The road to military perfection was steep and difficult, and 
what the young soldiers hated above all was the rigid discipline. 
Even the regimental historian, Samuel Merrill, felt compelled 
to characterize his colonel's attitude on discipline as distinctly 

Discipline was severe, for the commander, Colonel Benjamin Har- 
rison, knew that without discipline a thousand men are no better 
than a mob. He proposed to form a battalion that in the day of battle 
would move as if animated by one soul. He had the intellect and will, 
and he accomplished the work. 28 

During these months of intense preparation Harrison and his 
command were fortunate in having the services of Major S. C. 
Vance, a superior drillmaster. 29 Under his able supervision the 
troops moved with clock-like precision, and before long Colonel 
Harrison manifested his pleasure at their progress. With a cer- 
tain amount of pride and a sense of personal achievement, he in- 
formed Carrie that his "field and staff officers are getting along 
very pleasantly . . . the utmost harmony and good feeling prevails. 
I have no apprehension of any trouble or disagreement. We are 
enforcing a very strict discipline in the camp and the Regiment 
is progressing very finely in the drill." 80 

Several compliments were paid to the regiment for "good order 
and soldierly bearing," he told her, but the young colonel quickly 
discovered that, although the good name of the regiment was be-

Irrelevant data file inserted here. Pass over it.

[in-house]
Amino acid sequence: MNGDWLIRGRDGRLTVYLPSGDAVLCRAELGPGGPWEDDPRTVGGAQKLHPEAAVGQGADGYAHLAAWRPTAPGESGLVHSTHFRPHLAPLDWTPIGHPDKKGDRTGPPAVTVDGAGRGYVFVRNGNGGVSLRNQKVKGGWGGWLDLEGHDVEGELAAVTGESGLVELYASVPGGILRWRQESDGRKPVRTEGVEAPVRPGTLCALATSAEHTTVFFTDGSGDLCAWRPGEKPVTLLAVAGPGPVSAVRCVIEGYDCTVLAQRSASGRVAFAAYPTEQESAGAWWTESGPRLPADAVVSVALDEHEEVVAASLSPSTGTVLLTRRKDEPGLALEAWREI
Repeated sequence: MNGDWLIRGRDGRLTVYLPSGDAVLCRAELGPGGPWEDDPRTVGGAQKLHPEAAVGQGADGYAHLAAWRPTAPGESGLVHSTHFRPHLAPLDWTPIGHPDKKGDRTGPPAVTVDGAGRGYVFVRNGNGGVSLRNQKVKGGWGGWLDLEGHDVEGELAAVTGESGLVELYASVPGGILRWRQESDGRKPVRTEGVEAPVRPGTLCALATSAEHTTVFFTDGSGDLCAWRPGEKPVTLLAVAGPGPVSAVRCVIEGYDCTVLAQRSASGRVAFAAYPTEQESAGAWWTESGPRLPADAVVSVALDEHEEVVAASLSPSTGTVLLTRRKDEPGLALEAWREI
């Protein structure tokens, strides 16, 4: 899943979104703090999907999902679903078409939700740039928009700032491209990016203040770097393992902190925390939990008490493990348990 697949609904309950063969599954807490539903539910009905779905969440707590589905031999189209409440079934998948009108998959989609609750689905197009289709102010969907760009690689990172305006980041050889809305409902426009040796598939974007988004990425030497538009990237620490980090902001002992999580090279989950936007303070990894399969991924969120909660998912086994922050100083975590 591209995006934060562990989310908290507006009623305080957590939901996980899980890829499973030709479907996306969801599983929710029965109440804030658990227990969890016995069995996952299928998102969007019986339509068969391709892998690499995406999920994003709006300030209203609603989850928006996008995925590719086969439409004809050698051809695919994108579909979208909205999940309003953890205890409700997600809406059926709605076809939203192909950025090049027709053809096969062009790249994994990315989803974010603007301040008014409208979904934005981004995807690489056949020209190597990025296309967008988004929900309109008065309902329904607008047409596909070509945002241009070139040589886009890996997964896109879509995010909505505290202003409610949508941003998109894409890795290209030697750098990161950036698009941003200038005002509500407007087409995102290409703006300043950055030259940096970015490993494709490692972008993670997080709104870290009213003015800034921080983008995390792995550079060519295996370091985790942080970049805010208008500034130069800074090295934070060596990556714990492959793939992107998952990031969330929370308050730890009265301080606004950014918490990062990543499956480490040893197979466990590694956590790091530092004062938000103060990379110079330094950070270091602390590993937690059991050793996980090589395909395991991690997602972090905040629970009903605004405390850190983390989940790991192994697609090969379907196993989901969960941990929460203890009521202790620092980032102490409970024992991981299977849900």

ing secured, it was at the price of his own popularity. A real crisis 
developed over the use of whiskey by the soldiers. Colonel Bruce 
had "drawn the strings tight on saloons" 81 in Bowling Green. 
Such establishments were "forbidden to sell or to give soldiers, 
(commissioned officers are not considered soldiers . . . they get 
their 'nips' at all times), nor can a commissioned officer treat or 
give to a private." The soldiers found extreme difficulty getting 
their "morning's warming." 82 Naturally, all kinds of dodges were 

2 Major Vance, of Indianapolis, received his commission on August 9, 1862. He 
resigned on April 10, 1863, and re-entered the service as colonel of the i$2nd 

30 Benj. Harrison to his wife, August 21. 1862, Harrison MSS, Vol. 4. 

31 Indianapolis Daily Journal, November 7, 1862. 

32 These details are from a letter dated Bowling Green, Ky., October 255, 1862, 
published in the Indianapolis Daily Sentinel, November 7, 1862. 

Vl 4^1-ia. ' ; ' * * T f ,'* T' * ' * / r * .'- 

r.^^b^sta *?#,/ . ? . //- -faS 

r ^^X?^-.' j J^fiK?!*L., I.^._> "- - 

^-^.'^VT' -V^ , V""; *o 
s^gsa^a^ i\r>-- ' " ."-" ' ': , -. 

From TAe Mmaadn Campaigns in Georgia; or, Tar Scenes on the F. and A. 
Published by the Testers and Atlantic R.R. Company 








practiced, and, when successful, proved detrimental to the good 
order of the regiment. The problem grew more serious, and when 
the following incident took place, Colonel Hairison took a very 
firm stand. The Indianapolis people read the story this way: 

A young commissioned officer \vho had fellow feeling for a fellow 
soldier, was standing with a non-commissioned officer . . . [on] a cold,